Hepler Broom, LLC

Illinois Employers Face New Minimum Wages, Higher Gas Taxes, and New Workplace Harassment and Discrimination Protections

October 22, 2020

This blog post was written by HeplerBroom Summer Associate Andrew E. Gilkerson. Partner Elizabeth Dyer Kellett also contributed to the post.

Last year, Illinois lawmakers passed legislation to increase the gas tax and the statewide minimum wage annually. This year the gas tax increased only a fraction of a cent (from $0.38 per gallon to $0.387 per gallon). The statewide minimum wage increased from $9.25 to $10 per hour. Although these increases were planned, they came at a difficult time for Illinois business owners trying to recover from decreased business caused by the global pandemic. New workplace harassment and discrimination laws requiring annual reports and training, among other things, also went into effect on July 1, 2020.

Gas Tax

Last summer, Governor J.B. Pritzker signed into law a new infrastructure plan funded in part by gas tax increases. This law is now codified in 35 ILCS 505/2. The statute doubled the gas tax last year and set up a new formula that will automatically increase the tax every year. Thus, every year on July 1, the tax will increase by the same percentage that the Consumer Price Index for All Urban Consumers increases. (The Consumer Price Index for All Urban Consumers is a monthly measure published by the U.S. Bureau of Labor Statistics of the average change over time in the prices paid by consumers for a market basket of consumer goods.) This means that the Illinois gas tax will increase in relation to the national economy, not just the economy of the State of Illinois.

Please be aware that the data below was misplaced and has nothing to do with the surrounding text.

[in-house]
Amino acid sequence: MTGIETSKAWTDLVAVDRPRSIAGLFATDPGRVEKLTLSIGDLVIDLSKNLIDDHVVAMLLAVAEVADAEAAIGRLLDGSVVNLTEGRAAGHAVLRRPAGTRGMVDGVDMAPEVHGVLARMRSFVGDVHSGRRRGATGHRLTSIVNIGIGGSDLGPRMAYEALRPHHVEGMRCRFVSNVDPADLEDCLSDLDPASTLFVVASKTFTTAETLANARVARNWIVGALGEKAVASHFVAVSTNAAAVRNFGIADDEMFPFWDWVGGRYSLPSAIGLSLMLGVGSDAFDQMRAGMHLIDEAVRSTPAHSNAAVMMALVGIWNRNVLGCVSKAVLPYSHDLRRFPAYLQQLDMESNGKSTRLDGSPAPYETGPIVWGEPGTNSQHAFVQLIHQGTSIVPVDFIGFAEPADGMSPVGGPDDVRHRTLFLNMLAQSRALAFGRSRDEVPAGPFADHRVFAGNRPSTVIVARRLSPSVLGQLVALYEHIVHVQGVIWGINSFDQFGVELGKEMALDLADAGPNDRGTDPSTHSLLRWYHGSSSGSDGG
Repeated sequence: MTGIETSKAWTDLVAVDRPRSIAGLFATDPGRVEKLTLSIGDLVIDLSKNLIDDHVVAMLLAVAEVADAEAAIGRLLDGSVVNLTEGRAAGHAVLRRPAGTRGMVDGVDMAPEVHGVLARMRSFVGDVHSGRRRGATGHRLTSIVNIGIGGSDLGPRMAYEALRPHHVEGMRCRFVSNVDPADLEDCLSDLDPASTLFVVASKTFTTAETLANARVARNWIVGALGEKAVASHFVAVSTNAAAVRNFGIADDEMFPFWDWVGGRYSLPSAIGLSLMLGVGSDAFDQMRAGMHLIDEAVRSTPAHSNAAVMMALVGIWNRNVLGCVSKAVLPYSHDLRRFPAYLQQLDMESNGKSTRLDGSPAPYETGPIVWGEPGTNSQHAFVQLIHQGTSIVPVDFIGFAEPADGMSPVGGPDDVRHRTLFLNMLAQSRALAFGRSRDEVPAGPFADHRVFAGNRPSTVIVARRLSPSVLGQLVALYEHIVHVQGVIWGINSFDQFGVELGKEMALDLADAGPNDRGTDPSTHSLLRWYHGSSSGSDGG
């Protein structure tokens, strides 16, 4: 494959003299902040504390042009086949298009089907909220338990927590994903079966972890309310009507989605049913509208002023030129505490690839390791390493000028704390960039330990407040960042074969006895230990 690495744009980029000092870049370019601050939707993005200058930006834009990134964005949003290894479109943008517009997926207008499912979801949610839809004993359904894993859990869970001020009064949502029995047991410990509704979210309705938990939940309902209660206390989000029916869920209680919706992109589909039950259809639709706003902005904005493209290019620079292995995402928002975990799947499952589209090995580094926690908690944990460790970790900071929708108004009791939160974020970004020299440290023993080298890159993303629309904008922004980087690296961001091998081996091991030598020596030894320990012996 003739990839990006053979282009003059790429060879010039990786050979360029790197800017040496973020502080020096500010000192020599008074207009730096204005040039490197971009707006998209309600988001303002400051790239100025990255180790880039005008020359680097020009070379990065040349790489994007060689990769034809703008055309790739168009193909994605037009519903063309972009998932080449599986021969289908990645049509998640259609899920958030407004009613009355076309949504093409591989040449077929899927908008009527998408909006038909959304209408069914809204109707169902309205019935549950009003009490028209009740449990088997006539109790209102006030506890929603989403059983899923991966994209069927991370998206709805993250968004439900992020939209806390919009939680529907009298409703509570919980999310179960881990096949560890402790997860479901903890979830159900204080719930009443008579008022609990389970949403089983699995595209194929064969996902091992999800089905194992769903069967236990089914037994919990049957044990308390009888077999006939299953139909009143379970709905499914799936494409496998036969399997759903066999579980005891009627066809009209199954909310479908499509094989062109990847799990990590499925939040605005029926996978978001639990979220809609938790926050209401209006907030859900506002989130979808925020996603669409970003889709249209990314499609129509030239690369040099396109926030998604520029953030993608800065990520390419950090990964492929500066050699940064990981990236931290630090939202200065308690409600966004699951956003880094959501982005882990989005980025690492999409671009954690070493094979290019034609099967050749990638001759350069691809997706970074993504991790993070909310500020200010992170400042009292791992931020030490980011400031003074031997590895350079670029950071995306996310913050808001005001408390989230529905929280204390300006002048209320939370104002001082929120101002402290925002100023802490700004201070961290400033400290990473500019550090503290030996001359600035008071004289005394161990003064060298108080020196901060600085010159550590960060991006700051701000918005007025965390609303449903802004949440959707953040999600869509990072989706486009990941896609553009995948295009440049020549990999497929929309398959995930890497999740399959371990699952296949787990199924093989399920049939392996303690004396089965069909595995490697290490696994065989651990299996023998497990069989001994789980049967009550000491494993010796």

If the Consumer Price Index decreases or remains unchanged, the gas tax will stay at the same amount as the previous year. The new law does not provide any safeguards against increases that are disproportionate to the economic success of Illinois. Therefore, although the gas tax increased by only $0.007 this year, there is no way to predict how it may change in years to come. Business owners should be cautious and look to the national economy to plan for future costs. Keeping an eye on the Consumer Price Index will help employers predict future gas tax increases.

Minimum Wage

 In a similar vein, last year Governor Pritzker signed a law increasing the statewide minimum wage. Unlike the gas tax, the rate of increase for the minimum wage (contained in 820 ILCS 105/4) is set in stone. The initial increase—from $8.25 to $9.25 per hour—took effect January 1, 2020. On July 1, 2020, the minimum wage increased to $10 per hour. The minimum wage will continue to increase by $1 per hour every January 1 until 2025, when the statewide minimum wage will hit $15 per hour. Id. § 4(a)(1).